Abstract:
Discovering new fluorochromes is significantly advanced by high-throughput screening (HTS) methods. In the present study a combination of small molecule microarray (SMM) prescreening and confocal laser scanning microscopy (CLSM) was developed in order to discover novel cell staining fluorescent dyes. Compounds with high native fluorescence were selected from a 14,585-member library and further tested on living cells under the microscope. Eleven compartment-specific, cell-permeable (or plasma membrane-targeted) fluorochromes were identified. Their cytotoxicity was tested and found that between 1–10 micromolar range, they were non-toxic even during long-term incubations.

Abstract:
This paper investigates the effect of the ITER-like wall (ILW) on runaway electron (RE) generation through a comparative study of similar slow argon injection JET disruptions, performed with different wall materials. In the carbon wall case, a runaway electron plateau is observed, while in the ITER-like wall case, the current quench is slower and the runaway current is negligibly small. The aim of the paper is to shed light on the reason for these differences by detailed numerical modelling to study which factors affected the RE formation. The post-disruption current profile is calculated by a one-dimensional model of electric field, temperature and runaway current taking into account the impurity injection. Scans of various impurity contents are performed and agreement with the experimental scenarios is obtained for reasonable argon- and wall impurity contents. Our modelling shows that the reason for the changed RE dynamics is a complex, combined effect of the differences in plasma parameter profiles, the radiation characteristics of beryllium and carbon, and the difference of the injected argon amount. These together lead to a significantly higher Dreicer generation rate in the carbon wall case, which is less prone to be suppressed by RE loss mechanisms. The results indicate that the differences are greatly reduced above ~50% argon content, suggesting that significant RE current is expected in future massive gas injection experiments on both JET and ITER.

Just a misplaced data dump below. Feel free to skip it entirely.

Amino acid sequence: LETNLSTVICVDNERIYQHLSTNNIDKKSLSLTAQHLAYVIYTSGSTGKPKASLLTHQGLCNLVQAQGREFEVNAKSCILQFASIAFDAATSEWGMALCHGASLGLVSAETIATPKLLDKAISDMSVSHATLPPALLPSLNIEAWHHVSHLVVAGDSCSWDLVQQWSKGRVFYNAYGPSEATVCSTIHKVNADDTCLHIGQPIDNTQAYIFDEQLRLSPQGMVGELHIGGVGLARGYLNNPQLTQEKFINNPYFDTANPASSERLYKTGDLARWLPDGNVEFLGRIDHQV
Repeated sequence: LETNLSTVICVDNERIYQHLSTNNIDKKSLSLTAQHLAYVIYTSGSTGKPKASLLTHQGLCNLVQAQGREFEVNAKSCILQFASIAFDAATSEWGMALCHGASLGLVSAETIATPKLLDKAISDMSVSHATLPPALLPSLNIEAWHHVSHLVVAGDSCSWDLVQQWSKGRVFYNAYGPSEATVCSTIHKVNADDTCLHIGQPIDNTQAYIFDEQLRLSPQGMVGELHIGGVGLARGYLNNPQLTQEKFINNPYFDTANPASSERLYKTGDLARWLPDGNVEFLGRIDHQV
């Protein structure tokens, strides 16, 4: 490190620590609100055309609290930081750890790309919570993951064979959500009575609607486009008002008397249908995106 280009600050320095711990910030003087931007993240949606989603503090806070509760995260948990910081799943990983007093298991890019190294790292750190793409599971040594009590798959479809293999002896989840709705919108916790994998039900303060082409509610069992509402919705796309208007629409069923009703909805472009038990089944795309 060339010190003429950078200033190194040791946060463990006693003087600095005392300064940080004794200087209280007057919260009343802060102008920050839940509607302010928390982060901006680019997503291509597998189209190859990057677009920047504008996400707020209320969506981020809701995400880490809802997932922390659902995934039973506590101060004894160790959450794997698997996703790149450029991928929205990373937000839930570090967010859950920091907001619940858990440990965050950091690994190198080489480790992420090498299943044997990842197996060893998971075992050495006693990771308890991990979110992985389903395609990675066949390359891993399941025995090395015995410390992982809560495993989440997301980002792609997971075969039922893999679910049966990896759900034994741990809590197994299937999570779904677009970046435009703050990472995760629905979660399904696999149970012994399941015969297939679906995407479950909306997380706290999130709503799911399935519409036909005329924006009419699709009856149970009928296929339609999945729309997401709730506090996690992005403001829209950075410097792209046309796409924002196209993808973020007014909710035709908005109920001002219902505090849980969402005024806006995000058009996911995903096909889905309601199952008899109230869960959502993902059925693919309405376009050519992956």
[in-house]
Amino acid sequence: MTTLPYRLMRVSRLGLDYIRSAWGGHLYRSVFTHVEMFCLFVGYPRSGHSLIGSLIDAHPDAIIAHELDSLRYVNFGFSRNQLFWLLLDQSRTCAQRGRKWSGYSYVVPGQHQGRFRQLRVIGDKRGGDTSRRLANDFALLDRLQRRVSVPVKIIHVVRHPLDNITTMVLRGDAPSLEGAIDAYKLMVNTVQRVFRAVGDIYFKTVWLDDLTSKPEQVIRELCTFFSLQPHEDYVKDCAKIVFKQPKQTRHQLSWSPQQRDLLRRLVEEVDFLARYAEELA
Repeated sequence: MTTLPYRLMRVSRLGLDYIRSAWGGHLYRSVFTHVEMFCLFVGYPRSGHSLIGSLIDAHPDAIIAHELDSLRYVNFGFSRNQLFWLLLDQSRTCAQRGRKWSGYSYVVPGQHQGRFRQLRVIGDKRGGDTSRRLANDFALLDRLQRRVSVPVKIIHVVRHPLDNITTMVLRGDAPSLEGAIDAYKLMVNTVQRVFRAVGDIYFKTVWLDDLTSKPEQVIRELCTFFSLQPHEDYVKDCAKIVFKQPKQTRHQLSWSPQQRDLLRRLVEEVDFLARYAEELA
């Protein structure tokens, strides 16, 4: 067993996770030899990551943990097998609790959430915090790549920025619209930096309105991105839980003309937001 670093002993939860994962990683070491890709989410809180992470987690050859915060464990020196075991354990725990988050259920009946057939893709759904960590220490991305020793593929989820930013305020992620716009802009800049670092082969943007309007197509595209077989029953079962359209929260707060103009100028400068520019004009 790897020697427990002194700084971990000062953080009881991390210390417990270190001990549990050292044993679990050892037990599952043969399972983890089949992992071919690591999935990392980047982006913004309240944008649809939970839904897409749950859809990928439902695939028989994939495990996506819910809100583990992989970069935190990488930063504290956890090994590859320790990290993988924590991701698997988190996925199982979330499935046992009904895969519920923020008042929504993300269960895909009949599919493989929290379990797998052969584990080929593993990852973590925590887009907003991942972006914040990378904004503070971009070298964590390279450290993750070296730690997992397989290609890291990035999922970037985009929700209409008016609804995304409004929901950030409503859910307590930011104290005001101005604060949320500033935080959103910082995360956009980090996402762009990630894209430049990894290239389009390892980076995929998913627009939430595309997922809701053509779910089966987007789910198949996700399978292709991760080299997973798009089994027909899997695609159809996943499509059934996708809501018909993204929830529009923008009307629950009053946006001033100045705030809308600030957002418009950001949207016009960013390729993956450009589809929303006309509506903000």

Abstract:
According to Etingof and Varchenko, the classical dynamical Yang-Baxter equation is a guarantee for the consistency of the Poisson bracket on certain Poisson-Lie groupoids. Here it is noticed that Dirac reductions of these Poisson manifolds give rise to a mapping from dynamical r-matrices on a pair $\L\subset \A$ to those on another pair $\K\subset \A$, where $\K\subset \L\subset \A$ is a chain of Lie algebras for which $\L$ admits a reductive decomposition as $\L=\K+\M$. Several known dynamical r-matrices appear naturally in this setting, and its application provides new r-matrices, too. In particular, we exhibit a family of r-matrices for which the dynamical variable lies in the grade zero subalgebra of an extended affine Lie algebra obtained from a twisted loop algebra based on an arbitrary finite dimensional self-dual Lie algebra.

Abstract:
A family of mappings from the solution spaces of certain generalized Drinfeld-Sokolov hierarchies to the self-dual Yang-Mills system on R^{2,2} is described. This provides an extension of the well-known relationship between self-dual connections and integrable hierarchies of AKNS and Drinfeld-Sokolov type.

Abstract: